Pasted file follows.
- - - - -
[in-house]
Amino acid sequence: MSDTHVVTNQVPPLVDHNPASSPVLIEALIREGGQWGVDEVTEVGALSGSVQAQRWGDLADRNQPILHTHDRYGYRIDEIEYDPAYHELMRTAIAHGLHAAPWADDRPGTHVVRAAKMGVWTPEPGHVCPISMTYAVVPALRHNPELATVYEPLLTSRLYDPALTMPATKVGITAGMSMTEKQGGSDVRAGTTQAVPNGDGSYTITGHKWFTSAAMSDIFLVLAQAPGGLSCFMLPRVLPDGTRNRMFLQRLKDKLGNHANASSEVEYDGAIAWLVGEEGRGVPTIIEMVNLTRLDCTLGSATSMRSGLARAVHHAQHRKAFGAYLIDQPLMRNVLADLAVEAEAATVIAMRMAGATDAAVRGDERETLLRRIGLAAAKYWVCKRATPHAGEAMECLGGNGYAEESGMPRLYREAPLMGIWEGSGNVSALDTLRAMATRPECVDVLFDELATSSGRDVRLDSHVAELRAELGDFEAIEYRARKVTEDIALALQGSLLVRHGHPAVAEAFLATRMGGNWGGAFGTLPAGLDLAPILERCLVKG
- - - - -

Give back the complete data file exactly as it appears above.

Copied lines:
[in-house]
Amino acid sequence: MSDTHVVTNQVPPLVDHNPASSPVLIEALIREGGQWGVDEVTEVGALSGSVQAQRWGDLADRNQPILHTHDRYGYRIDEIEYDPAYHELMRTAIAHGLHAAPWADDRPGTHVVRAAKMGVWTPEPGHVCPISMTYAVVPALRHNPELATVYEPLLTSRLYDPALTMPATKVGITAGMSMTEKQGGSDVRAGTTQAVPNGDGSYTITGHKWFTSAAMSDIFLVLAQAPGGLSCFMLPRVLPDGTRNRMFLQRLKDKLGNHANASSEVEYDGAIAWLVGEEGRGVPTIIEMVNLTRLDCTLGSATSMRSGLARAVHHAQHRKAFGAYLIDQPLMRNVLADLAVEAEAATVIAMRMAGATDAAVRGDERETLLRRIGLAAAKYWVCKRATPHAGEAMECLGGNGYAEESGMPRLYREAPLMGIWEGSGNVSALDTLRAMATRPECVDVLFDELATSSGRDVRLDSHVAELRAELGDFEAIEYRARKVTEDIALALQGSLLVRHGHPAVAEAFLATRMGGNWGGAFGTLPAGLDLAPILERCLVKG